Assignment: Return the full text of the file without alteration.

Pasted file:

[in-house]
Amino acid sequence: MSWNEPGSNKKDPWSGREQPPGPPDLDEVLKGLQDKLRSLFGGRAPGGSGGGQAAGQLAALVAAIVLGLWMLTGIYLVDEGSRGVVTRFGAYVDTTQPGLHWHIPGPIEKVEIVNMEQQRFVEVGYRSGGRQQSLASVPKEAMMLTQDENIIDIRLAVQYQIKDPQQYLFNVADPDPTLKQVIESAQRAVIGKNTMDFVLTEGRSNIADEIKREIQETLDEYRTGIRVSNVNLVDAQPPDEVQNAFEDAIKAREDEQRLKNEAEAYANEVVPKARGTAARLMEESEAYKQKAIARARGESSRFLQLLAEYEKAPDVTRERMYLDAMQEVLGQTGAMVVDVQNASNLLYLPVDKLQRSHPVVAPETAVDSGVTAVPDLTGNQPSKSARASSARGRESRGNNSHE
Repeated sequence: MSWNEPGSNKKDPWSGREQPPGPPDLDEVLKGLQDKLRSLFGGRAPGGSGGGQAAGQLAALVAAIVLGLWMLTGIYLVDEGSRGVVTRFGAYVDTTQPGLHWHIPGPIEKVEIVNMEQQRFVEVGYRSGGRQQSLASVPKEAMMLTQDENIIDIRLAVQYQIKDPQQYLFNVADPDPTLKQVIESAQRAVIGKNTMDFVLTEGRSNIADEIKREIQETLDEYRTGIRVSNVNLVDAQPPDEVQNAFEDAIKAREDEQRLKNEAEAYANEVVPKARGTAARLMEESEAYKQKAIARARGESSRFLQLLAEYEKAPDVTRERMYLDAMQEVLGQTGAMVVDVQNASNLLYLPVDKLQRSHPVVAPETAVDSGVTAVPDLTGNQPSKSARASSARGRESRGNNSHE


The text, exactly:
[in-house]
Amino acid sequence: MSWNEPGSNKKDPWSGREQPPGPPDLDEVLKGLQDKLRSLFGGRAPGGSGGGQAAGQLAALVAAIVLGLWMLTGIYLVDEGSRGVVTRFGAYVDTTQPGLHWHIPGPIEKVEIVNMEQQRFVEVGYRSGGRQQSLASVPKEAMMLTQDENIIDIRLAVQYQIKDPQQYLFNVADPDPTLKQVIESAQRAVIGKNTMDFVLTEGRSNIADEIKREIQETLDEYRTGIRVSNVNLVDAQPPDEVQNAFEDAIKAREDEQRLKNEAEAYANEVVPKARGTAARLMEESEAYKQKAIARARGESSRFLQLLAEYEKAPDVTRERMYLDAMQEVLGQTGAMVVDVQNASNLLYLPVDKLQRSHPVVAPETAVDSGVTAVPDLTGNQPSKSARASSARGRESRGNNSHE
Repeated sequence: MSWNEPGSNKKDPWSGREQPPGPPDLDEVLKGLQDKLRSLFGGRAPGGSGGGQAAGQLAALVAAIVLGLWMLTGIYLVDEGSRGVVTRFGAYVDTTQPGLHWHIPGPIEKVEIVNMEQQRFVEVGYRSGGRQQSLASVPKEAMMLTQDENIIDIRLAVQYQIKDPQQYLFNVADPDPTLKQVIESAQRAVIGKNTMDFVLTEGRSNIADEIKREIQETLDEYRTGIRVSNVNLVDAQPPDEVQNAFEDAIKAREDEQRLKNEAEAYANEVVPKARGTAARLMEESEAYKQKAIARARGESSRFLQLLAEYEKAPDVTRERMYLDAMQEVLGQTGAMVVDVQNASNLLYLPVDKLQRSHPVVAPETAVDSGVTAVPDLTGNQPSKSARASSARGRESRGNNSHE